Qualcomm takes 5G to spooky millimetre land

Where it doesn't rain – indoors

Greenfields reservoir, Saddleworth, Oldham, UK. Credit: Sue Burton Photography / Shutterstock

It's barely six months since the industry agreed on a standard (5G NR) for exploiting millimetre wave spectrum, and now Qualcomm's silicon has achieved a 5G connection in the extreme high-frequency millimetre wave (MMW or mmWave) portion of the spectrum, between the super high frequency and the far infrared bands.

MMW is currently used by the industry for backhaul between sites, and requires a line of sight and dishes at each end. It's susceptible to rain and other atmospheric interference, and was largely scorned as a viable consumer technology until this paper four years ago. In it, top radio boffin Ted Rappaport argued that if carriers deploy more sites then the problem is sufficiently mitigated to make it commercially viable.

Source: Qualcomm. Click to enlarge.

With existing radio spectrum saturated, the improbable began to look more possible. Hence the rush for lampposts – or anything you can stick an antenna on, basically. Hence the downgrading of operators' valuations as the immense cost of 5G deployment becomes apparent. $225bn, according to Morgan Stanley.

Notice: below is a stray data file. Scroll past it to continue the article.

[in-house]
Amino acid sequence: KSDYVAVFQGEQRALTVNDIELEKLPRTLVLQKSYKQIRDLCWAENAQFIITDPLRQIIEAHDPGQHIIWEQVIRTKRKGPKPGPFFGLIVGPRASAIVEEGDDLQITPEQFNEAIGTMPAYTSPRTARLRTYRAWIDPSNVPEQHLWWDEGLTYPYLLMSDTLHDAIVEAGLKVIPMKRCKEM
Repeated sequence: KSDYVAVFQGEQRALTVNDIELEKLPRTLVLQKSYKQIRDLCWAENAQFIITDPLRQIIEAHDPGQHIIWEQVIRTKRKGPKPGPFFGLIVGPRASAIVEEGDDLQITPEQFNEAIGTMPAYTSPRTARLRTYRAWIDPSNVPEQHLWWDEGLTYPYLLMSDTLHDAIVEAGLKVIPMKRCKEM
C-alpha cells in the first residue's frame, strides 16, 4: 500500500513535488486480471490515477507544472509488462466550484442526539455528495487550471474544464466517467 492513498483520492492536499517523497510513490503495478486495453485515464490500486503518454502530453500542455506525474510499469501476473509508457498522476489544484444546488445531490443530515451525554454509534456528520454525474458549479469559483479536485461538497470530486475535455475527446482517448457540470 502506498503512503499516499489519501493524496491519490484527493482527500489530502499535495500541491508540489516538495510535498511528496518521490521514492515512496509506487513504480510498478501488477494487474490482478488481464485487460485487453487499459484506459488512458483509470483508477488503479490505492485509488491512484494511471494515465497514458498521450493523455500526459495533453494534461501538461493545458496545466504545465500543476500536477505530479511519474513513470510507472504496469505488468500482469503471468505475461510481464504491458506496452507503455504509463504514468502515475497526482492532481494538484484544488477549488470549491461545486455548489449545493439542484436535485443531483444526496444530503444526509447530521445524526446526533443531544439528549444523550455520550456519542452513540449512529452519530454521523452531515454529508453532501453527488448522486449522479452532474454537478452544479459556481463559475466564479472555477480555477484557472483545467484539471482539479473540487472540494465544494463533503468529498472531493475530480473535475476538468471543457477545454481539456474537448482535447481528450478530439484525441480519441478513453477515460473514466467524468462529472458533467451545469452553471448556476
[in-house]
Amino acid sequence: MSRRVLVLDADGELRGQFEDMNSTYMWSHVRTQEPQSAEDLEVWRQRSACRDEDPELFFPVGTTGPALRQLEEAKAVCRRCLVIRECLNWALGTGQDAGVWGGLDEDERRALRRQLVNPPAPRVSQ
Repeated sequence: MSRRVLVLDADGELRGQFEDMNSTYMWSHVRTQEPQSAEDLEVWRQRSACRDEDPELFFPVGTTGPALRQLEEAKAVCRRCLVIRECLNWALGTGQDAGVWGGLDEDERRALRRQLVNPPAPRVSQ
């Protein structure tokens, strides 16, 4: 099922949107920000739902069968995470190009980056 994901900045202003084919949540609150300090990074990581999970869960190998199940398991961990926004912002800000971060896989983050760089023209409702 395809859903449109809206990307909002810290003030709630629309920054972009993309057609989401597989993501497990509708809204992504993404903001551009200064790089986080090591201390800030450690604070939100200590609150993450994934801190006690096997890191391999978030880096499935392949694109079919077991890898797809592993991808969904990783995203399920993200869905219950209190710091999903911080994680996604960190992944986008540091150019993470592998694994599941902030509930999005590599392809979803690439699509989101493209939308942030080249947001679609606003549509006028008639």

Source: Qualcomm. Click to enlarge.

The Snapdragon X50 modem was announced at MWC back in February, when Qualcomm said it was partnering with Ericsson and a bunch of networks including Vodafone and AT&T to perform test 5G deployments.

Like other high-bandwidth technologies, it uses carrier aggregation: combining several carriers, which may span several fragmented frequency bands, to achieve higher data throughput.

Source: Ted Rappaport/IEEE. More links here

The X50 demo took place in Qualcomm's San Diego labs. Indoors, we presume, where it doesn't rain. Not that it rains much in San Diego anyway.

Compared to, say, Oldham [pictured]. Let's see how it gets on there. ®




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